Archer, Branch T.        St. Johns #5
President of the “Consultation of 1835” that issued a Declaration of Cause to the Mexican Govt.  Preceded the Declaration of Independence.  Produced supplies for Revolutionary Army, active in all aspects of political side of the fight for independence.

Burleson, Edward        McFarland #2
He arrived in Texas on May 1, 1830, and applied for land in March 1831; title was issued on April 4, 1831. On August 11, 1832, at San Felipe de Austin, he was a member of the ayuntamiento governing the counties of Austin, Bexar, Goliad, and Guadalupe. On December 7, 1832, he was elected lieutenant colonel of the militia of Austin Municipality. In 1833 he was elected a delegate to the Second Convention in Mina. From 1830 to 1842 he defended settlers in numerous engagements with hostile Indians. On May 17, 1835, in Bastrop he was elected to the committee of safety and was therefore unable to attend the Consultation of 1835, although he had been elected a delegate. On October 10, 1835, in Gonzales he was elected lieutenant colonel of the infantry in Gen. Stephen F. Austin’s army. On November 24, 1835, Burleson became general of the volunteer army and replaced Austin. On November 26, 1835, he fought in the Grass Fight during the siege of Bexar. His father was active in this battle, which was won by the Texans.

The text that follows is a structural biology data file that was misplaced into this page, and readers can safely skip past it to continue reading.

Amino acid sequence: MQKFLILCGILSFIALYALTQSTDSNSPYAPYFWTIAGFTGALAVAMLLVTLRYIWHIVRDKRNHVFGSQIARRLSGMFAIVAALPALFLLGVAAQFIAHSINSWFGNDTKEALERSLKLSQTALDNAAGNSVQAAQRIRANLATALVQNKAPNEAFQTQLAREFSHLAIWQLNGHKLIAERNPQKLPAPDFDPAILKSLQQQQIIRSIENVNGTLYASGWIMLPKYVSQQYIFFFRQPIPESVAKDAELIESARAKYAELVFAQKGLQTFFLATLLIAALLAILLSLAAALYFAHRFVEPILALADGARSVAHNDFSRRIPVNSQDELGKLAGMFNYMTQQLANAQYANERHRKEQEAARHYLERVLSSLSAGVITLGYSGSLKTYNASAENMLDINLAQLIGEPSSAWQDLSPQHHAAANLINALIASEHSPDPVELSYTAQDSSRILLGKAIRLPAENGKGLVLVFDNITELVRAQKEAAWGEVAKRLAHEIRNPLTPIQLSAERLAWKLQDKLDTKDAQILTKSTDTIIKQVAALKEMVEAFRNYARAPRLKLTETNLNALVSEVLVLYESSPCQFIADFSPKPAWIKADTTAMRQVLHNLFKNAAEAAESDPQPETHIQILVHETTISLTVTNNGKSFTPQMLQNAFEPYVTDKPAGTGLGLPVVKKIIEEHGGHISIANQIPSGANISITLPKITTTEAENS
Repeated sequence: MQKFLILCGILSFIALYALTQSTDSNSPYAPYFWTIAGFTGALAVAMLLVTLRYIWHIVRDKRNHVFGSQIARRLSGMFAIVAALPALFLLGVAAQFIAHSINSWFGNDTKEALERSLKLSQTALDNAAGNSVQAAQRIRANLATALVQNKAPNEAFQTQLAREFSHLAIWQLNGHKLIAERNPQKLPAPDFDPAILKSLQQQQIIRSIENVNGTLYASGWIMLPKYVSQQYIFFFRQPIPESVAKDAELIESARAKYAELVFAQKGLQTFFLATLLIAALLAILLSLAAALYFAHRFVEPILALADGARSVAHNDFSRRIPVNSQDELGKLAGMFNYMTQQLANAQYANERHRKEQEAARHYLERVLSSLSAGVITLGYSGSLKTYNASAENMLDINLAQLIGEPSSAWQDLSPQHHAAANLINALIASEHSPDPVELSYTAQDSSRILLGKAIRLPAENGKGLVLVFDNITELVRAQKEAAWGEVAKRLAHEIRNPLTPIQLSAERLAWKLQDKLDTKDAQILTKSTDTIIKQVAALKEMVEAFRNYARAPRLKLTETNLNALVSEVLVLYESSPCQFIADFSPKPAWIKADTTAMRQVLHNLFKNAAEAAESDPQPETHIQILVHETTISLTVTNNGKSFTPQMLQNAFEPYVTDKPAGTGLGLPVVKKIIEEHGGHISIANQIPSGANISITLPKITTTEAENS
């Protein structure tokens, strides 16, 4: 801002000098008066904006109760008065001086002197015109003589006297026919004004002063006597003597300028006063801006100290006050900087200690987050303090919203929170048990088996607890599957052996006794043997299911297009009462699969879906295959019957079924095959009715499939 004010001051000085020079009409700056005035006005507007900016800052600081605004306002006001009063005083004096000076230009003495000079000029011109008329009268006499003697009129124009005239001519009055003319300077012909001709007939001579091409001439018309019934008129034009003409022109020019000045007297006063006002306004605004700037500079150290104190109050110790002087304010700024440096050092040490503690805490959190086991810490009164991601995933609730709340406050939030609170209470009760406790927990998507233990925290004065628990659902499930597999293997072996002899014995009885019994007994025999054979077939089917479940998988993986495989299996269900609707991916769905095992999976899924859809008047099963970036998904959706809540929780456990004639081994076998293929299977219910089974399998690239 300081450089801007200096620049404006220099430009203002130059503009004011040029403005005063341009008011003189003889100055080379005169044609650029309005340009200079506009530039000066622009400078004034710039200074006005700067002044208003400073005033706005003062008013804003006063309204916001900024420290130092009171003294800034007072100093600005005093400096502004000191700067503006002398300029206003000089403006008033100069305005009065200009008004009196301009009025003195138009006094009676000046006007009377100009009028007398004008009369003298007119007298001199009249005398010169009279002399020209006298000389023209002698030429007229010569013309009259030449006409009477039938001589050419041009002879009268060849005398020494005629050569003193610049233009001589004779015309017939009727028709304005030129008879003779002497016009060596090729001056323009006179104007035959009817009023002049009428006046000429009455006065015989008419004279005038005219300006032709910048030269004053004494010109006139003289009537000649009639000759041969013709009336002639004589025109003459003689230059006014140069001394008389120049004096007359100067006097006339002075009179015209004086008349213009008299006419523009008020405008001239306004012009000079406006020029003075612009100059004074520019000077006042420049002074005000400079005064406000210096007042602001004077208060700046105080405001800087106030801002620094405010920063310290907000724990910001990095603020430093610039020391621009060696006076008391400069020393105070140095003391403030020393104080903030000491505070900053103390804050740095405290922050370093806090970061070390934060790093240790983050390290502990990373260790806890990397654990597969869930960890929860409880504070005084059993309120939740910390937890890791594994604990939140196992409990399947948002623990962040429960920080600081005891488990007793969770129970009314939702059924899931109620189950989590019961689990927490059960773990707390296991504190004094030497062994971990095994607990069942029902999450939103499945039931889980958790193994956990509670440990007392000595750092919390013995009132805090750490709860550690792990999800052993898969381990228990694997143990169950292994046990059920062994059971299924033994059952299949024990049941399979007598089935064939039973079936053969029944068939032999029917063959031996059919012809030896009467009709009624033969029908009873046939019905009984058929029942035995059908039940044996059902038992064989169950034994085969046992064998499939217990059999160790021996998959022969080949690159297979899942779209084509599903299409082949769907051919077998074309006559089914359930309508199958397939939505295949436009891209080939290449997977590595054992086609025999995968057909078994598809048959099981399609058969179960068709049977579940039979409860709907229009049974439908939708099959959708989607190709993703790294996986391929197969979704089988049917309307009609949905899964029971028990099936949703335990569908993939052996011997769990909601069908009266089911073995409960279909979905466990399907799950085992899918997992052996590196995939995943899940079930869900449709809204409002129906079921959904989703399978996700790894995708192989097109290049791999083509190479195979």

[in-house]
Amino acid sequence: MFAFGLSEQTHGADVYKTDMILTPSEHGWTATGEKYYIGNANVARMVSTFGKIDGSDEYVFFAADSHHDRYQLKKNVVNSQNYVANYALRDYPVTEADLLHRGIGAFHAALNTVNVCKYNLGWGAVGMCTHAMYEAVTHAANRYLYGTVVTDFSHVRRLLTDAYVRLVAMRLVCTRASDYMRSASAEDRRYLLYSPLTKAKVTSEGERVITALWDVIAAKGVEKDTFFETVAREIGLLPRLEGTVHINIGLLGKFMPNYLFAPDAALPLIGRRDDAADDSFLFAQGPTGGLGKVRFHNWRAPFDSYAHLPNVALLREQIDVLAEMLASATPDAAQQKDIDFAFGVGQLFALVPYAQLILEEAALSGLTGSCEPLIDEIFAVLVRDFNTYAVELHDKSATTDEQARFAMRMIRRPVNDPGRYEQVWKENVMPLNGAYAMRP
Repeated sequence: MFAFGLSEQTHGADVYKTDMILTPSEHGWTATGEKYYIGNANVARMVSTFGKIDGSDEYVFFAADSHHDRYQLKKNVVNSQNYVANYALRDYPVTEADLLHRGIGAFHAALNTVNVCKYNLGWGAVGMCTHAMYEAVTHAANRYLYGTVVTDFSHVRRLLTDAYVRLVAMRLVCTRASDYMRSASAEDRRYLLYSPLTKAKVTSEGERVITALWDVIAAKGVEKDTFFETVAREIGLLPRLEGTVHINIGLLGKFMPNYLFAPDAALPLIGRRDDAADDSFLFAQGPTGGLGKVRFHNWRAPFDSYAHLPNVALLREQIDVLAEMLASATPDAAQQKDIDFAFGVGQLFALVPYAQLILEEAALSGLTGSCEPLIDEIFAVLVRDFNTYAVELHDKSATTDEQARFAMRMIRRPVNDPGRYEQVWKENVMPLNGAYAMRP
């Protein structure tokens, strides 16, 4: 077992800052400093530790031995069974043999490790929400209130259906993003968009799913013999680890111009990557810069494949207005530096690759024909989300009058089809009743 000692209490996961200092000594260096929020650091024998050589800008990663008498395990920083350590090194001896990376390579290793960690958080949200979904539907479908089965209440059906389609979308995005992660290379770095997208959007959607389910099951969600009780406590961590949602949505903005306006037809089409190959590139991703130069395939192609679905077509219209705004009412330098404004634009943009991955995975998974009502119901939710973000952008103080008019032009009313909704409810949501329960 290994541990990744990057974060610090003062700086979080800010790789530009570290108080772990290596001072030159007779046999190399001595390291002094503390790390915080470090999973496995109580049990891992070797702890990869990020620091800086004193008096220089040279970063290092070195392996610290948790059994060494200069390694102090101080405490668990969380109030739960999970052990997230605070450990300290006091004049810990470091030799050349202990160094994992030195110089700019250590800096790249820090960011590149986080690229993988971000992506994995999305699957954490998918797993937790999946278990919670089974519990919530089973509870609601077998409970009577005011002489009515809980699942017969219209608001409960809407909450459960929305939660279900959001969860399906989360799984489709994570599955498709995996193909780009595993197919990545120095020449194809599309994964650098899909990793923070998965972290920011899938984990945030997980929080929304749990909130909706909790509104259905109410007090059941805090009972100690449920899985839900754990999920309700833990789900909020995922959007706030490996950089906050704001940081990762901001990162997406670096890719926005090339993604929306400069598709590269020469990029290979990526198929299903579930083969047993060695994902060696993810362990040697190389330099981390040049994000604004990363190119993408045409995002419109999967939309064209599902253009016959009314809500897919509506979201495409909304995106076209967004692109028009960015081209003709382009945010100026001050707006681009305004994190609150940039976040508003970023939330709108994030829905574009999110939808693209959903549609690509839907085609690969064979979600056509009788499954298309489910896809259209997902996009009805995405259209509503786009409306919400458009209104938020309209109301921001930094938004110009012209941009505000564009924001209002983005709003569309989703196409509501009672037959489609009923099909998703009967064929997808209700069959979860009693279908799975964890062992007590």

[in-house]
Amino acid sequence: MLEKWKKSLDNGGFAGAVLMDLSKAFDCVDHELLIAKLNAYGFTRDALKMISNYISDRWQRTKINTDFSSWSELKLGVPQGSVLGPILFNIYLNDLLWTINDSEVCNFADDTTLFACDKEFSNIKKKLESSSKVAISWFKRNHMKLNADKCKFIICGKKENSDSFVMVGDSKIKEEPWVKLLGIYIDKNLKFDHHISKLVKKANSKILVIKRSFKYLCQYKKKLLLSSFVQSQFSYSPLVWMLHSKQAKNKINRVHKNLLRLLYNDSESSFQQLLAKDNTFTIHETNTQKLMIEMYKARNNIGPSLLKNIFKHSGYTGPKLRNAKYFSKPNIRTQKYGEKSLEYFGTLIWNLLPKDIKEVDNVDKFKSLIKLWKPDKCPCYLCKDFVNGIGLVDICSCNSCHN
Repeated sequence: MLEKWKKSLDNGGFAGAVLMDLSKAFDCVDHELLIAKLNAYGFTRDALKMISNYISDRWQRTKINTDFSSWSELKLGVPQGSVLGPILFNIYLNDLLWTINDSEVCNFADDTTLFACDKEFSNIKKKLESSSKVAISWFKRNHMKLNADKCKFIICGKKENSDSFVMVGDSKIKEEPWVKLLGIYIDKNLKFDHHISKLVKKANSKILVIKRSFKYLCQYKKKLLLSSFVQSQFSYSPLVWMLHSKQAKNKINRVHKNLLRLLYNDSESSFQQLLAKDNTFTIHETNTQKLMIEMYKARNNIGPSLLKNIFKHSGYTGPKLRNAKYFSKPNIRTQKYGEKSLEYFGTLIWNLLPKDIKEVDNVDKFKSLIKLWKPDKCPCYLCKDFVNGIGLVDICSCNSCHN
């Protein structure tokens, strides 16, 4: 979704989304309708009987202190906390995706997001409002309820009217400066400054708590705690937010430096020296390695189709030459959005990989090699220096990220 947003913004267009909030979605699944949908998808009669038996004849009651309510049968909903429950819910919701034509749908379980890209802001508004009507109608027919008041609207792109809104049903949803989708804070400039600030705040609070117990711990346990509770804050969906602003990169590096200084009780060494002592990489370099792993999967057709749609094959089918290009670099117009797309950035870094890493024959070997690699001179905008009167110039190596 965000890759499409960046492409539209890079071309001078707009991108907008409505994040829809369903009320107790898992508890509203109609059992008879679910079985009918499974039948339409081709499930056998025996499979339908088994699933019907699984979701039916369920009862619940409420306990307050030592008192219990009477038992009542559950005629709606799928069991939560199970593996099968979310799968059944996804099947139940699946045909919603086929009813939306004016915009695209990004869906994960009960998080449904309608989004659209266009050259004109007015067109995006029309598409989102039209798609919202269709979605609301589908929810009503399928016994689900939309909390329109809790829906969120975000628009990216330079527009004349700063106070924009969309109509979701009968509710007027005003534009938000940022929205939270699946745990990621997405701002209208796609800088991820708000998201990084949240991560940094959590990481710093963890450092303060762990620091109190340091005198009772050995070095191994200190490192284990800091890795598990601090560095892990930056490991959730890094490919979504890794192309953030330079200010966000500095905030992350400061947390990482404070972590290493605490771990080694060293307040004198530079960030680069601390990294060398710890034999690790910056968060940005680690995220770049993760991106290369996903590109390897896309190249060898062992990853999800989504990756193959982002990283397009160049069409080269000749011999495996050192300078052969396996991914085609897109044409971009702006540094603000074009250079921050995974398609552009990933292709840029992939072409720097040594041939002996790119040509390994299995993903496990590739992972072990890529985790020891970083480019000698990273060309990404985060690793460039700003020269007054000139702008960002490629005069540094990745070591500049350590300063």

On December 1, 1835, Burleson was commissioned commander in chief of the volunteer army by the provisional government. On December 6 he entered Bexar and, with Benjamin R. Milam, wrote a report to the provisional government. On December 14, 1835, he reported on the success at Bexar to the provisional governor, Henry Smith. The volunteer army disbanded on December 20, 1835, and Burleson raised a company and rode to Gonzales in February 1836. By March 10, in Gonzales, he was officially elected colonel of the infantry, First Regiment. On April 21, 1836, at the battle of San Jacinto, he commanded the First Regiment, which was placed opposite Mexican breastworks and was the first to charge them. Burleson accepted the sword and surrender of Gen. Juan N. Almonte.